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 Maj. Gen. Wallace W. "Wade" Farris, Jr., 22nd Air Force commander, visits 403rd wing
 'You can open doors throughout your career and be prepared for opportunities."
 
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Airmen's  Breakfast
Maj. Gen. Wallace W. "Wade" Farris, Jr., 22nd Air Force commander, speaks to 403rd Wing Reservists at an airmen's breakfast saturday morning of January Unit Training Assembly. Only a handful of derserving airmen where selected to attend the breakfast and interact with General Farris. They had the opportunity to ask him questions and visit before the wing commander's call. (U.S. Air Force Photo/Staff Sgt. Tabitha Dupas)
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 MAJOR GENERAL WALLACE W. "WADE" FARRIS JR.
Advice from the top: training, relationships, education

Posted 1/8/2012   Updated 1/9/2012 Email story   Print story

    


by Staff Sgt. Tabitha Dupas
403rd Wing Public Affairs


1/8/2012 - Keesler Air Force Base, Miss.  -- "Open your own doors!"

This is the advice Maj. Gen. Wallace W. "Wade" Farris, Jr., 22nd Air Force commander, offered to the 403rd Wing as he visited during January's Unit Training Assembly.

He spent the day touring and addressing questions and concerns presented by the Reservists starting with an airmen's breakfast where he began stressing his three key elements to a successful Air Force career: know the job, get along with people, and education.

"The (Air Force) Reserve is becoming more and more like active duty,"  said General Farris. "It is important to be the best you can be in your job and train as much as you can; when situations arise, you will know what to do."

The general suggested maintaining a positive attitude while on duty will help in getting along with peers. He then began to discuss the importance of continuous education through college, Professional Military Education and Career Development Courses.

"You can open doors throughout your career and be prepared when opportunities are presented," said General Farris. "Promotions and jobs are competitive. Having your CCAF (Community College of the Air Force) degree can land you above other prospects. In fact, it is mandatory for promotion to master sergeant."

Airman Basic Sheleeka Bryant, 403rd knowledge operations management, was one of the airmen selected to attend the breakfast. She has been with the wing for a year and says she was honored to be there and hopes to implement the determination that General Farris discussed into her own Air Force career.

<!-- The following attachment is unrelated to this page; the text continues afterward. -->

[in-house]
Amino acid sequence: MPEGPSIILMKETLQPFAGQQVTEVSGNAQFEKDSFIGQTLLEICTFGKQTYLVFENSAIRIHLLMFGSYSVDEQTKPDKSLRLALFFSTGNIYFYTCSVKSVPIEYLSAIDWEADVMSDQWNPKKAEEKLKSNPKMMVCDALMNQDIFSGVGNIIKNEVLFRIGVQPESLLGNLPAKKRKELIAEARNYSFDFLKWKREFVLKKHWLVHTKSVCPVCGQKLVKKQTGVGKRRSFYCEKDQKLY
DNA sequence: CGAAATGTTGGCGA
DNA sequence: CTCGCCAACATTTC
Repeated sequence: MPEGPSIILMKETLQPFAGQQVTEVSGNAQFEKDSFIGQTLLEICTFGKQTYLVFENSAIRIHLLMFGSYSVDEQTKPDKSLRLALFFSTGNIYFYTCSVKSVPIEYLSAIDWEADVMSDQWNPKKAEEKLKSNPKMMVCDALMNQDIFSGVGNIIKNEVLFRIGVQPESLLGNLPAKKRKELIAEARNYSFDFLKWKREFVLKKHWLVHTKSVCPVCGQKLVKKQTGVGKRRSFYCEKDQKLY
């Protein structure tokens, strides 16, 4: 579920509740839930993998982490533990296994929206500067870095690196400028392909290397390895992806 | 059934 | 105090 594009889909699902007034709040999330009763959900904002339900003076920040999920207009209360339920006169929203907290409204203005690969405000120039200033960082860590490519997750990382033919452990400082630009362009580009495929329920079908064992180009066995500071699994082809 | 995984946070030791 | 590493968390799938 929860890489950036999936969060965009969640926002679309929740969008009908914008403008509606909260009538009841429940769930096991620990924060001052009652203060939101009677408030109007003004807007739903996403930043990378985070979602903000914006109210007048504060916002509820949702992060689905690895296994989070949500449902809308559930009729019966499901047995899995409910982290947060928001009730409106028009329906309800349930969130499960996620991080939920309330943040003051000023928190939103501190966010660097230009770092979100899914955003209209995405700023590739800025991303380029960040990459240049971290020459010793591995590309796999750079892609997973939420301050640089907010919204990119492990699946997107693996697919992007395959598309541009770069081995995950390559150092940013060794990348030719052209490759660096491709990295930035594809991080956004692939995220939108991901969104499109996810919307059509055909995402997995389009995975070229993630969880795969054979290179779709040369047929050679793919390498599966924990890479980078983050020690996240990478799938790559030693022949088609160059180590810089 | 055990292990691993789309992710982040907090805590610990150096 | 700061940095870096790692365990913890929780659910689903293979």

At the conclusion of breakfast, General Farris attended the wing commander's call, where he reiterated the same three points and reminisced about his time here. He served with the 403rd Wing from July 1998 through August 1999 as the Operations Group commander. 

General Farris then accompanied Lt. Col. Jason May, 53rd Weather Reconnaissance Squadron commander, on board a C-130J for the colonel's final flight before his change of command and retirement.

"I always enjoy flying, especially on the C-130," said General Farris.

He spent the rest of the afternoon meeting the Reservists who make the 403rd Wing the wing of choice. He covered topics from budget cuts, to air reserve technicians, to seasonal training orders, and football, answering each question.

General Farris spent time with the crew chiefs  and expressed his appreciation to them for the job they do. He told them a story of a crew chief that was adamant about doing his job correctly when it came to a safety issue; there was a missing tool in the plane and the crew chief would not allow the plane to fly until it was found.

"He is one of the reasons I'm standing here with two stars today," said General Farris.

" It is nice to get around and visit the airmen under the 22nd Air Force," he said.
 
"I think it is important the higher command visits us because it lets us know they haven't forgotten about us and that we are equally important," said Airman Bryant. "He was very nice and down to earth."

At the end of the day, General Farris returned to his family for the evening. He left the Citizen Airmen of the 403rd Wing with his key to a  successful career; "Open your own doors, and keep them open in order to stay in the game."

 



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